The first happened on Christmas eve. I was home alone due to various activities. I was playing Christmas elf in the living room putting gifts together. It was totally quiet in the house. After a while, I kept hearing a muffled conversation coming from the dining room around the wall. I would get up and walk over, and nobody was there. I felt like I was being watched. I had purposely turned on every light in the surrounding rooms. I was getting nervous. Then my future Brother-In-Law suddenly pounded on the door making me jump out of my skin, and the talking stopped.
The second incident happened in our bedroom on the third floor. It was a clear dark night, Cyn had already fallen asleep and I was drifting. Then I heard the bedroom door creak, and the floorboards squeak. My back was to the edge of the bed. Suddenly the edge of the bed by my mid-section depressed down, and I felt something lean against me. I went literally stone stiff! I was speechless and could hardly move.
I was able to twist my neck around enough to see a womanly figure in a soft dress through the moonlight from the bay windows. I felt like she was looking straight at me. After about a minute, the presence got up and walked back out of the room. I finally relaxed enough to shake my wife out of sound sleep acting like a toddler who just had a nightmare.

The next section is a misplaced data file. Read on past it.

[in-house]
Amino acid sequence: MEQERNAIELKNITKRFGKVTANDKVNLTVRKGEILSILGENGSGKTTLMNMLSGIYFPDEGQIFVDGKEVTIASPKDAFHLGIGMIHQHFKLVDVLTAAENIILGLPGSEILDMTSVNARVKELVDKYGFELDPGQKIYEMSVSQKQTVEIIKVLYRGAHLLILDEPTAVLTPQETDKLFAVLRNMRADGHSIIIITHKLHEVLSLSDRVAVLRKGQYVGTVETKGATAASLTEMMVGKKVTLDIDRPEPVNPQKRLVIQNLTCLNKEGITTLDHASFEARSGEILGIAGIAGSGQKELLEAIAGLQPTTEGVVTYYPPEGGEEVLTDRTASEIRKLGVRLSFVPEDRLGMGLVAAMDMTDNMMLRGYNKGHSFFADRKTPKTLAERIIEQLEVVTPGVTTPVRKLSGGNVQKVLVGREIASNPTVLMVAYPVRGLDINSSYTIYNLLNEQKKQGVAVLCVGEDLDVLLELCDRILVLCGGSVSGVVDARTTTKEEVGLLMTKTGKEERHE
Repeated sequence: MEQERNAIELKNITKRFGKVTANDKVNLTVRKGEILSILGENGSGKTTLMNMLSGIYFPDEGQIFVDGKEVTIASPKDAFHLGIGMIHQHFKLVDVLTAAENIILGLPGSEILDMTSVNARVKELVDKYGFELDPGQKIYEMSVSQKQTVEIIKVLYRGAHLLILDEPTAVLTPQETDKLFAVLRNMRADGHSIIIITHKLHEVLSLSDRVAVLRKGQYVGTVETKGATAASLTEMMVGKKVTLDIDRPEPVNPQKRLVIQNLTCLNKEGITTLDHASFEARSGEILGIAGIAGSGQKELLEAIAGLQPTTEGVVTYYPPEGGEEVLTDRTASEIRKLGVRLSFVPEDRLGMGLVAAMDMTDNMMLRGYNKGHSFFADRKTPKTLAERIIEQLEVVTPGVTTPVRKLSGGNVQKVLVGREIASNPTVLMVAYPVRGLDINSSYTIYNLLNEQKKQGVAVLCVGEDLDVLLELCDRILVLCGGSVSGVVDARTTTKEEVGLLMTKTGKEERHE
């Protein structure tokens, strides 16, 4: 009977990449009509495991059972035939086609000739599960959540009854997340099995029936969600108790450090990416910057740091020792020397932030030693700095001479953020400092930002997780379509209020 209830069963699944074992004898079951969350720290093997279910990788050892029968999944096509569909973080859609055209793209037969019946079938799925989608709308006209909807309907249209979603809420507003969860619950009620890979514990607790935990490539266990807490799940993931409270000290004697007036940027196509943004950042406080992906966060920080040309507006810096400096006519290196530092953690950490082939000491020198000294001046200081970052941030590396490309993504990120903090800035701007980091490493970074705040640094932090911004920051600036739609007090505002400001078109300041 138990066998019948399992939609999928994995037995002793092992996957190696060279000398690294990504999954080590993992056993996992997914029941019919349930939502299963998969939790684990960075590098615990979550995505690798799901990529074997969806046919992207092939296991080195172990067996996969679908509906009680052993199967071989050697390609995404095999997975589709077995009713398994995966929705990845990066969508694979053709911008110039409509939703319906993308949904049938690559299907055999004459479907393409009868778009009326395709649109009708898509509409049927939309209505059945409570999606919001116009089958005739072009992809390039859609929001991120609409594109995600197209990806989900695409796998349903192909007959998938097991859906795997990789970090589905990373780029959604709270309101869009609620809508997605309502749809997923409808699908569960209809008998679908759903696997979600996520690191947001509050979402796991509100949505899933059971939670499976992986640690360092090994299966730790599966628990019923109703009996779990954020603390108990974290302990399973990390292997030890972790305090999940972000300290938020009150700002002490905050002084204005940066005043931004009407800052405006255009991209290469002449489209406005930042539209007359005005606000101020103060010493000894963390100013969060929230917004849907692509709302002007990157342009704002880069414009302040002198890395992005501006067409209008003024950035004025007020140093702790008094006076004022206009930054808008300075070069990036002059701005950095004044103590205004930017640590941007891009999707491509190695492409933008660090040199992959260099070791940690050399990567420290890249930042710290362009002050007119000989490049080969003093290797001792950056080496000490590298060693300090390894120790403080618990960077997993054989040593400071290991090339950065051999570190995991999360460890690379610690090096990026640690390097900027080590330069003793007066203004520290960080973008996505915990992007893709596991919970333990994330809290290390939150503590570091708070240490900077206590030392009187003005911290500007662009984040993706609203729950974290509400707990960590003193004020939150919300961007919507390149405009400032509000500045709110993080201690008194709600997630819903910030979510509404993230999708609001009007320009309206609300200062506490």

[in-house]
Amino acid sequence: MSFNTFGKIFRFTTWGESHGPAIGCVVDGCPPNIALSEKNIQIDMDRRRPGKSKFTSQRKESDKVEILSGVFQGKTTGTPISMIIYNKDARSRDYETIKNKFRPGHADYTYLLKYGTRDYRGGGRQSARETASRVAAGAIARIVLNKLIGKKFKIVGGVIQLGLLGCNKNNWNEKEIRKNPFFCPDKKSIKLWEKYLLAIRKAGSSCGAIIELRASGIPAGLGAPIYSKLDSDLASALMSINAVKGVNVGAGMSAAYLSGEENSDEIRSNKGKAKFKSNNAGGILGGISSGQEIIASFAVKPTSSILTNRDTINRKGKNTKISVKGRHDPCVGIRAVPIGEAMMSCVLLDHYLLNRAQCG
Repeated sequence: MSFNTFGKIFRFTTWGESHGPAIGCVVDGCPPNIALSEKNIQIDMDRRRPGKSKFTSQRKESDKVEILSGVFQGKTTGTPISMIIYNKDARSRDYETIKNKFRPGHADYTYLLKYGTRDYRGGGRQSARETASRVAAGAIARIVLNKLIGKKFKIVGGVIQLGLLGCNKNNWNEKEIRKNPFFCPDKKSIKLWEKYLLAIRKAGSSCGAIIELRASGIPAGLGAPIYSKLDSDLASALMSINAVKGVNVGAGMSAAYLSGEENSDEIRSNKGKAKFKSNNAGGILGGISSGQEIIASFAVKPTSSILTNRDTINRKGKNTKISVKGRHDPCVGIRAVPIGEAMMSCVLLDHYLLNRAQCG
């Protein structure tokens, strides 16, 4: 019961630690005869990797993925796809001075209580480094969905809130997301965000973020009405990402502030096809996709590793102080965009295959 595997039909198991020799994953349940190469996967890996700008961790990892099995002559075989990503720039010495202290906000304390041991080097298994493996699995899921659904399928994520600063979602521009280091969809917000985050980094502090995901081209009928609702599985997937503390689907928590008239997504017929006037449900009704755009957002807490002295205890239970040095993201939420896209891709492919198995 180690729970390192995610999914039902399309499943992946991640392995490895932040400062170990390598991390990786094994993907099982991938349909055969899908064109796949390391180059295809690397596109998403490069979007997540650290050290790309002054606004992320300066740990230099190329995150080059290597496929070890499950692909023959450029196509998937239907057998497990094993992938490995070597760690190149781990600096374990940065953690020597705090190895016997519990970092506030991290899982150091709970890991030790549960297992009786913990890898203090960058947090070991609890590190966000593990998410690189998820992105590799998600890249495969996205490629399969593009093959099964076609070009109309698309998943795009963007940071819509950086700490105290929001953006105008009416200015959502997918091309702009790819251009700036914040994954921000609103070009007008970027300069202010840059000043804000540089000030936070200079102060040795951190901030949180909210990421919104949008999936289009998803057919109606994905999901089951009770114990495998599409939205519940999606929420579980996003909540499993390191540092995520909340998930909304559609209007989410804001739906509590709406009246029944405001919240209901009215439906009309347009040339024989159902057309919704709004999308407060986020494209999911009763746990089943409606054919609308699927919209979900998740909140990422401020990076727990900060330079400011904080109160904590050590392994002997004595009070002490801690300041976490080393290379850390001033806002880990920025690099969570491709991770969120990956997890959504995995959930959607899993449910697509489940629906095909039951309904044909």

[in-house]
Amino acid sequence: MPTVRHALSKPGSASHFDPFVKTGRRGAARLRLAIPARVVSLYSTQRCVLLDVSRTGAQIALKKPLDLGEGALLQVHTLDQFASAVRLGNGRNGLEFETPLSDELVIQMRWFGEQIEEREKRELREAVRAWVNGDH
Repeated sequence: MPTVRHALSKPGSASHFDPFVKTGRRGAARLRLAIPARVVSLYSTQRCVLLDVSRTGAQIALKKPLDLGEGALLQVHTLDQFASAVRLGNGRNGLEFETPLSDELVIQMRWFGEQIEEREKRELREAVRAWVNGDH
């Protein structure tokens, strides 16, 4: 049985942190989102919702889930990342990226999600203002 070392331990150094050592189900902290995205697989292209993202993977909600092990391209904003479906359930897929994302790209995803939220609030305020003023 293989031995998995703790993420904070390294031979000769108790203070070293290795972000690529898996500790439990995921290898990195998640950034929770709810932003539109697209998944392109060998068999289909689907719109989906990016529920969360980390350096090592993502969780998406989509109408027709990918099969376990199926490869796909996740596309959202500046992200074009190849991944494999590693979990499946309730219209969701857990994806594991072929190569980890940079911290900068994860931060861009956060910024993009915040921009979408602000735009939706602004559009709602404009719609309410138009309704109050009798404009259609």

Whatever you want to believe about the haunted house on the Hudson, know this:
The story is mostly famous for sparking the infamous Ghostbusters ruling from the appellate court in New York. In the trial of Stambovsky vs. Ackley the court held:
Where, as here, the seller not only takes unfair advantage of the buyer’s ignorance but has created and perpetuated a condition about which he is unlikely to even inquire, enforcement of the contract (in whole or in part) is offensive to the court’s sense of equity.
Application of the remedy of rescission, within the bounds of the narrow exception to the doctrine of caveat emptor set forth herein, is entirely appropriate to relieve the unwitting purchaser from the consequences of a most unnatural bargain.
When the house was put on the market, the Stambovsky’s fought to keep their $32,500 deposit after they learned about the house’s paranormal history a bit too late. The Ackley’s and realtor were found to be at fault for not disclosing the ghoulish details about the unwanted amenities.